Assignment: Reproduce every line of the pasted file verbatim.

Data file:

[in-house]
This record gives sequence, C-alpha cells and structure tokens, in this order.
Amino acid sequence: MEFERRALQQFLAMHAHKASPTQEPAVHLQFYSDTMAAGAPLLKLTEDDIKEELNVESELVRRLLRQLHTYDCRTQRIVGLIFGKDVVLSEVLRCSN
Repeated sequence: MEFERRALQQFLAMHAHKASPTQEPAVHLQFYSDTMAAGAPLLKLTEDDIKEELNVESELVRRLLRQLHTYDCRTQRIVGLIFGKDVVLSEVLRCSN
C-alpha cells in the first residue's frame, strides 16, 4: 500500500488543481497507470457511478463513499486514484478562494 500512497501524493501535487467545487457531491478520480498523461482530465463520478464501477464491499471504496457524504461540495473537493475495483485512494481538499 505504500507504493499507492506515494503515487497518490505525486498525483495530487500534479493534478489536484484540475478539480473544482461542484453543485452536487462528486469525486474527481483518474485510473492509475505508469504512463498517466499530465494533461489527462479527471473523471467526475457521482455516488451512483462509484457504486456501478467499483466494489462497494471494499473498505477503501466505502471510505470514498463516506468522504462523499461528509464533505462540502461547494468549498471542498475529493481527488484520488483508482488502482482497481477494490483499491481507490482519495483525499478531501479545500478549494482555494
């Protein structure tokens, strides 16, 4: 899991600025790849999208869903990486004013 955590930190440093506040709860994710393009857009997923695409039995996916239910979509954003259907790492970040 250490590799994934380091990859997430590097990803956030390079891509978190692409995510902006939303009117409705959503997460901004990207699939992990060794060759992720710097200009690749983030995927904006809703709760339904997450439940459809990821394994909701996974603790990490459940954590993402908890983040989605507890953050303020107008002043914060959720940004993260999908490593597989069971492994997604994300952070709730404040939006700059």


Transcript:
[in-house]
This record gives sequence, C-alpha cells and structure tokens, in this order.
Amino acid sequence: MEFERRALQQFLAMHAHKASPTQEPAVHLQFYSDTMAAGAPLLKLTEDDIKEELNVESELVRRLLRQLHTYDCRTQRIVGLIFGKDVVLSEVLRCSN
Repeated sequence: MEFERRALQQFLAMHAHKASPTQEPAVHLQFYSDTMAAGAPLLKLTEDDIKEELNVESELVRRLLRQLHTYDCRTQRIVGLIFGKDVVLSEVLRCSN
C-alpha cells in the first residue's frame, strides 16, 4: 500500500488543481497507470457511478463513499486514484478562494 500512497501524493501535487467545487457531491478520480498523461482530465463520478464501477464491499471504496457524504461540495473537493475495483485512494481538499 505504500507504493499507492506515494503515487497518490505525486498525483495530487500534479493534478489536484484540475478539480473544482461542484453543485452536487462528486469525486474527481483518474485510473492509475505508469504512463498517466499530465494533461489527462479527471473523471467526475457521482455516488451512483462509484457504486456501478467499483466494489462497494471494499473498505477503501466505502471510505470514498463516506468522504462523499461528509464533505462540502461547494468549498471542498475529493481527488484520488483508482488502482482497481477494490483499491481507490482519495483525499478531501479545500478549494482555494
């Protein structure tokens, strides 16, 4: 899991600025790849999208869903990486004013 955590930190440093506040709860994710393009857009997923695409039995996916239910979509954003259907790492970040 250490590799994934380091990859997430590097990803956030390079891509978190692409995510902006939303009117409705959503997460901004990207699939992990060794060759992720710097200009690749983030995927904006809703709760339904997450439940459809990821394994909701996974603790990490459940954590993402908890983040989605507890953050303020107008002043914060959720940004993260999908490593597989069971492994997604994300952070709730404040939006700059």